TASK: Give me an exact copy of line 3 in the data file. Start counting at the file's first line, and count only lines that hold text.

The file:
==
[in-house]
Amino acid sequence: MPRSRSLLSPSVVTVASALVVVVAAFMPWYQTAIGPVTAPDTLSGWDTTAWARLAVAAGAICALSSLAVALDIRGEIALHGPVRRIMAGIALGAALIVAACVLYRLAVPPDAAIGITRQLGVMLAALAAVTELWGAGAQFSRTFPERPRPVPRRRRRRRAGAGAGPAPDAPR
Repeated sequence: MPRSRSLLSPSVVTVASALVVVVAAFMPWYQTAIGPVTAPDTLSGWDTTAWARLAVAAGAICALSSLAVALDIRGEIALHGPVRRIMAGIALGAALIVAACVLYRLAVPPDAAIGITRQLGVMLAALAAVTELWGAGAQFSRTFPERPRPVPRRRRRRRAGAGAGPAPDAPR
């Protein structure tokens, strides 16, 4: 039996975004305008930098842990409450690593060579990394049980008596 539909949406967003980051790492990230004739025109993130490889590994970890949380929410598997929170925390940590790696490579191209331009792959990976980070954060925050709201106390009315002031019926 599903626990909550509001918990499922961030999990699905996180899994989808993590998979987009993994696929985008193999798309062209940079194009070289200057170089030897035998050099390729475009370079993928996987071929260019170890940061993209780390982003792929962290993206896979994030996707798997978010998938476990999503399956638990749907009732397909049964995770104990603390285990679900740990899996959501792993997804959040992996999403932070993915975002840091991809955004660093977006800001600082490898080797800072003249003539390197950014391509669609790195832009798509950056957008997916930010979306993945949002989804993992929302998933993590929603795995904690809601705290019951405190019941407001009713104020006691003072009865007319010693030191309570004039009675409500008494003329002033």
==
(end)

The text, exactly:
Repeated sequence: MPRSRSLLSPSVVTVASALVVVVAAFMPWYQTAIGPVTAPDTLSGWDTTAWARLAVAAGAICALSSLAVALDIRGEIALHGPVRRIMAGIALGAALIVAACVLYRLAVPPDAAIGITRQLGVMLAALAAVTELWGAGAQFSRTFPERPRPVPRRRRRRRAGAGAGPAPDAPR